Poppo has undergone several surgeries and remains hospitalized. His left eye was removed, but doctors said earlier this month they were trying to find a way to restore vision in his right eye. He will need more surgeries before he can explore the options for reconstructing his face, doctors have said.

Melbourne DEA raid nets 22,000 packets of synthetic marijuana


It’s been touted as the first nationwide crackdown on synthetic drugs.

 

drug Enforcement Administration raided a Brevard Countyindustrial complex Wednesday, federal and local agents revealed details Thursday about what they found.

Melbourne police and Brevard County deputies accompanied Drug Enforcement Administration agents in Wednesday’s raid at the complex on Dusa Drive.

Six warrants were served. Agents took away 22,000 packets of synthetic marijuana, which they said was being made at the facility.

They also found 8,000 packets of bath salts, along with potpourri used to infuse a number of chemicals to make the synthetic drug.

“These synthetic drugs are effectively marketed as bath salts, spice and incense, and even plant food,” said Jim Chaparro from the U.S. Immigration and Customs Enforcement.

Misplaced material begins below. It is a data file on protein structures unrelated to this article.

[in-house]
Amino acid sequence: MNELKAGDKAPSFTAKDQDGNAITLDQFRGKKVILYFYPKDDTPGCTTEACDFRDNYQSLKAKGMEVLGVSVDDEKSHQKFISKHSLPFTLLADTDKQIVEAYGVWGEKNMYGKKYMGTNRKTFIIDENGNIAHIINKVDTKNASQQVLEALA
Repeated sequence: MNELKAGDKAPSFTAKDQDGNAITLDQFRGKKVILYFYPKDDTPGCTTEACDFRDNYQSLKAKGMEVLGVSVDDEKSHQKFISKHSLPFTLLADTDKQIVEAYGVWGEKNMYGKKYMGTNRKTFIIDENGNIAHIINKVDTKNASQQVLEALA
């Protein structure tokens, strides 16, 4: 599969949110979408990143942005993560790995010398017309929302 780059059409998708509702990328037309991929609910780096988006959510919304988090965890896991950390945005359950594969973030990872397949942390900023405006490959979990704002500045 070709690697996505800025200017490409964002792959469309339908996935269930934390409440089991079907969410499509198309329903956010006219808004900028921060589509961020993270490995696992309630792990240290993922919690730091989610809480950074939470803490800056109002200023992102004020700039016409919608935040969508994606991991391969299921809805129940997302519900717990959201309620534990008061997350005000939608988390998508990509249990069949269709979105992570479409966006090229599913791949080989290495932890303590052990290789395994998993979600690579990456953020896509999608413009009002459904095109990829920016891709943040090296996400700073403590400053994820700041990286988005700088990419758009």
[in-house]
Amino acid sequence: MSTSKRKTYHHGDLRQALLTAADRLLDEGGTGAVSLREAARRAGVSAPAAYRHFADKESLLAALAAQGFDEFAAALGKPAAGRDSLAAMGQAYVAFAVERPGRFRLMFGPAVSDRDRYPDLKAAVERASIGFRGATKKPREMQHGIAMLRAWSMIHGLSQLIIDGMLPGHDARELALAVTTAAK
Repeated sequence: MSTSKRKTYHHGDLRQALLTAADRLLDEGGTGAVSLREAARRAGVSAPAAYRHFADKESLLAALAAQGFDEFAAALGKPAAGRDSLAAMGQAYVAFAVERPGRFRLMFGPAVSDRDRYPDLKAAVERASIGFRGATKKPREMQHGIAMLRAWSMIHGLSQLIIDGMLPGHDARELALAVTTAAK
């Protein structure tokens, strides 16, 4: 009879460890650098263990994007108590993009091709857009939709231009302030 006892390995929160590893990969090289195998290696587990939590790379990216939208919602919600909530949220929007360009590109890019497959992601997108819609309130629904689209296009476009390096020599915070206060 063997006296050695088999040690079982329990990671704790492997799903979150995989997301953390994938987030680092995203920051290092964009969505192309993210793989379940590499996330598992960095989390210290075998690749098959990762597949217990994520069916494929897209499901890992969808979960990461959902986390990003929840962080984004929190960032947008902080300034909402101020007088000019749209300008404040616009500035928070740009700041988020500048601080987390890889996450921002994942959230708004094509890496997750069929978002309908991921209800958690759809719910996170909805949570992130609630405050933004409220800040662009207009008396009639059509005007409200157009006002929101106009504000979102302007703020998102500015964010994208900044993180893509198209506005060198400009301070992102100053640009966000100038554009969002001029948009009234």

Nationally agents said one kilogram can produce $750,000 in retail profit.

Tim Reed, who works nearby, said the operation has been running for about a year.

“They had cement mixers out back, and they’d be running and they’d put those ingredients in, and they’re spraying something in there, in cement mixers,” said Reed. “They are probably still out of the back door of the place.”

Neighboring workers said most days, they heard the rumble of cement mixers around back. They reported smelling raspberry and other aromas in the air, and saw more than a dozen workers going inside the business daily.

Seven people were arrested on non-related drug charges and taken away in U.S. Border Patrol vehicles.